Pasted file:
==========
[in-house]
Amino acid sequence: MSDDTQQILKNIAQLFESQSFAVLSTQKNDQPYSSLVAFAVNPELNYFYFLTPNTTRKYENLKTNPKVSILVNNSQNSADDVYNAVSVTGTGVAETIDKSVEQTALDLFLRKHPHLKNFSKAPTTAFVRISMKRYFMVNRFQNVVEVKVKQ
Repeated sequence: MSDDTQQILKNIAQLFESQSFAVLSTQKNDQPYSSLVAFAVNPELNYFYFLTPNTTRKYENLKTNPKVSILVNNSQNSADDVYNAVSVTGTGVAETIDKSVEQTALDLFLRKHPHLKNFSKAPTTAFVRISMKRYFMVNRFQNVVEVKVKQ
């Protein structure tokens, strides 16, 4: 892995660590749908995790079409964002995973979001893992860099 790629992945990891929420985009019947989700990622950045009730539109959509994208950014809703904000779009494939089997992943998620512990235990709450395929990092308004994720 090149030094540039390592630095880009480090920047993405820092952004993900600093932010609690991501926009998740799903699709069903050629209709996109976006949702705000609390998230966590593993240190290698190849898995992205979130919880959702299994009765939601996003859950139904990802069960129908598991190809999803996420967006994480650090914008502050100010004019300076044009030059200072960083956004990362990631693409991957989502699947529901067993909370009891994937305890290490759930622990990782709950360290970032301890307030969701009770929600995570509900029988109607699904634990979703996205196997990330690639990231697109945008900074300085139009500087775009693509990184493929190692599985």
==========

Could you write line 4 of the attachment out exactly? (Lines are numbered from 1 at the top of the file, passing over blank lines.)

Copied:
């Protein structure tokens, strides 16, 4: 892995660590749908995790079409964002995973979001893992860099 790629992945990891929420985009019947989700990622950045009730539109959509994208950014809703904000779009494939089997992943998620512990235990709450395929990092308004994720 090149030094540039390592630095880009480090920047993405820092952004993900600093932010609690991501926009998740799903699709069903050629209709996109976006949702705000609390998230966590593993240190290698190849898995992205979130919880959702299994009765939601996003859950139904990802069960129908598991190809999803996420967006994480650090914008502050100010004019300076044009030059200072960083956004990362990631693409991957989502699947529901067993909370009891994937305890290490759930622990990782709950360290970032301890307030969701009770929600995570509900029988109607699904634990979703996205196997990330690639990231697109945008900074300085139009500087775009693509990184493929190692599985």